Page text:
The central problem/issue is that the information on the person
becomes stale over time and searching the Internet does not give
enough precision to automatically determine a person's new contact
I think the solution is for metadata to be indexed and retrieved from
a search engine. Something such as an automatically updated FOAF
(Friend of a friend) resource description should be generated and
updated automatically from a person's email habits.
Unfortunately this solution would require coordination between the
email program, the search engine and the (current) location - i.e.
home page - of the person. A tall order for now. Especially if one has
to support commonly used mail clients and search engines so that it's
not just an academic toy.
Short answer is the Internet is not well enough 'integrated' to
support this on a widespread, general usage scenario yet. The Semantic
web has been trying to get there ever since, well, the beginning of
On 7/5/06, Don Osborn <[log in to unmask]> wrote:
> I'm interested in learning from organizations that have set up online
> databases for listing people, their professional activities and contact
> information. There are questions on at least 3 levels, but first I wanted to
> go through some conceptual background and seek feedback on that.
> The idea of collecting people's professional & contact info in an online
> database by permitting them to enter and update their own data is hardly
> new, and indeed is probably the foundation of the "social networking" sites
> that have enjoyed some popularity in recent years (and that some have
> recently been questioning the future of).
> In thinking of a database project that would, among other things, seek to
> facilitate communication and collaboration among experts and activists on
> African localization, I'm actually reflecting on an online database of
> African studies scholars set up about 10 years ago that persists today but
> with outdated info. This example - and indeed the recent questions about the
> longterm viability of social networking sites - give one pause. Are such
> online self-maintained directories viable? Is the problem with the ones that
> become moribund that the (ongoing, thriving) networking aspect of the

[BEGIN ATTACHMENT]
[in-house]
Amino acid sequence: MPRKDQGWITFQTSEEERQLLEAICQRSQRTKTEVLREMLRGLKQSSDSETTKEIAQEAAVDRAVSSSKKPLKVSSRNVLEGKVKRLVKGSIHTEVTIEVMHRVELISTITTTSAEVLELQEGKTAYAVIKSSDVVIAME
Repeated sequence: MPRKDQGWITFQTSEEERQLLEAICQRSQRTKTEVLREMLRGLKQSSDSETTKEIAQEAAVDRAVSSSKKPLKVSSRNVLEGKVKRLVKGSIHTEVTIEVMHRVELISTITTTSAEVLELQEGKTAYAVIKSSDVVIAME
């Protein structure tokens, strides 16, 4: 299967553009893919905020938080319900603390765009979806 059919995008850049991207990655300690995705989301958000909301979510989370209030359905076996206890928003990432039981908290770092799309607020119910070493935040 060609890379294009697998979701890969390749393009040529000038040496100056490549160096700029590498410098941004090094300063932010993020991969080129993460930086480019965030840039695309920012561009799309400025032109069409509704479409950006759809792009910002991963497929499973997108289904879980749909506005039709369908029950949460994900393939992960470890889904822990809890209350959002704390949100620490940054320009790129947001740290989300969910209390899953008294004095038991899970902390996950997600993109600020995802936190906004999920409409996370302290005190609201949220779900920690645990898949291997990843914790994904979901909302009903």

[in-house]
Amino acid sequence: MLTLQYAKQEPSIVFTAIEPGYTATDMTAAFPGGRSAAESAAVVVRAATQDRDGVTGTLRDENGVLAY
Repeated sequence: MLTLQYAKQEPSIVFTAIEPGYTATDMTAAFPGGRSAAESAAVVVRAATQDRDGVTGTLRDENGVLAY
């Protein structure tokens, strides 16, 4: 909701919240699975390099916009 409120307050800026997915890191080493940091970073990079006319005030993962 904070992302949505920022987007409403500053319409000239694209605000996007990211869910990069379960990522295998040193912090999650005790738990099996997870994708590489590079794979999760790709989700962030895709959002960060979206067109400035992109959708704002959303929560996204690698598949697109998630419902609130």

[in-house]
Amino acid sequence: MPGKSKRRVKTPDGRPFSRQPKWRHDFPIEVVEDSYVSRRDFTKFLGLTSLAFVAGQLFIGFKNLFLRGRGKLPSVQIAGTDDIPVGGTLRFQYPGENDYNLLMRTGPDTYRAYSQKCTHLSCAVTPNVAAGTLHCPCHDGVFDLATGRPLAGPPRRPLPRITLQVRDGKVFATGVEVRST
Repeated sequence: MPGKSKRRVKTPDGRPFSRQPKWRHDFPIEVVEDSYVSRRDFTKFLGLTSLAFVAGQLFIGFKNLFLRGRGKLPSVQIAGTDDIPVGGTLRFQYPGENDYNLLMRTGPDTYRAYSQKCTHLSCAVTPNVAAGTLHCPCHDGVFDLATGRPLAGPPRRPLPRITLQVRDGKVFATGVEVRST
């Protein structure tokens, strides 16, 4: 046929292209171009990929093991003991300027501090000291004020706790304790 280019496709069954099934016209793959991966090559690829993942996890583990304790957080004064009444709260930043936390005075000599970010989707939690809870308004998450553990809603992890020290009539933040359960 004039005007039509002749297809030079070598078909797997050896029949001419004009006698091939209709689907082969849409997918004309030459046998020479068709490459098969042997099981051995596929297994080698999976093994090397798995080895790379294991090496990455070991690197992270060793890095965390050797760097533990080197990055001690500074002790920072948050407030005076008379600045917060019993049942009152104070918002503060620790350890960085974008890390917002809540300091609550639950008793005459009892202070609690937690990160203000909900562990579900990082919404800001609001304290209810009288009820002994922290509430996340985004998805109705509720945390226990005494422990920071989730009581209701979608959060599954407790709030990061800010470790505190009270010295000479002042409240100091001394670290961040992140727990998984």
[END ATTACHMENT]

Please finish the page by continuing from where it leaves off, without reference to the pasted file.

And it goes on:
> internet in general is not well harnessed in such delimited spaces? Or that
> it is unrealistic to expect a broad group of people to keep coming to the
> site and updating their info unless there is a specific incentive beyond
> acceptance that the listing is a Good Idea? Does anyone have experience in
> the lifecycle of such a resource where the outcome has been positive (that
> is, the database has ongoing utility to its members and reasonably current
> One idea that comes to mind is the possibility of building small interest
> communities related to a larger subject with the idea that such smaller
> communities might maintain themselves (i.e., the small virtual community
> consists of people who would probably interact more and know each other,
> hence providing an incentive to each other to keep up with the group), and
> that these can be accessible by all members of other small communities in
> the linked larger space (the latter being the hope of the project). Sort of
> the reverse of a Ryze or LinkedIn where you join the larger list and then
> perhaps sign on to a special interest group or two within.
> It's along these lines that I'm thinking and seeking feedback, but there are
> also as mentioned above, questions on 3 levels re the mechanics of setting
> up an online database of people's contact info, for those who have
> experience in the matter:
> 1) Usability. What were the choices and evaluations of the choice in terms
> of software, approach, ease of use and set-up on the site, maintenance, and
> potential for users to maintain their own info? I'm particularly interested
> in FOSS solutions (cost, adaptability), but aware that one is likely to
> incur a cost to adapt a workable template to one's particular needs.
> 2) Security. Once you start to have interactive systems and/or list people's
> contact info there are a range of security and privacy issues. With the main
> aim of facilitating contact among people working in a certain technical
> area, the kind of info would be limited, i.e., specific to the reason for
> having the database. And of course one can munge e-addresses to limit phish
> and spam issues (strictly vegetarian). But what kind of site/dbase security
> issues are there - i.e., what sort of problems does this sort of interface
> regularly encounter - and what are the solutions/preventatives?
> 3) Linkability. If using such a database in tandem with other info on a
> site, how are links handled? This is kind of a vague question admittedly,
> but to the extent one seeks to link, say, project info and people/contact
> info across applications,
> Any feedback to any of the above, including experience and recommendations
> would be appreciated. Thanks in advance.
> Don Osborn
> PanAfrican Localisation Project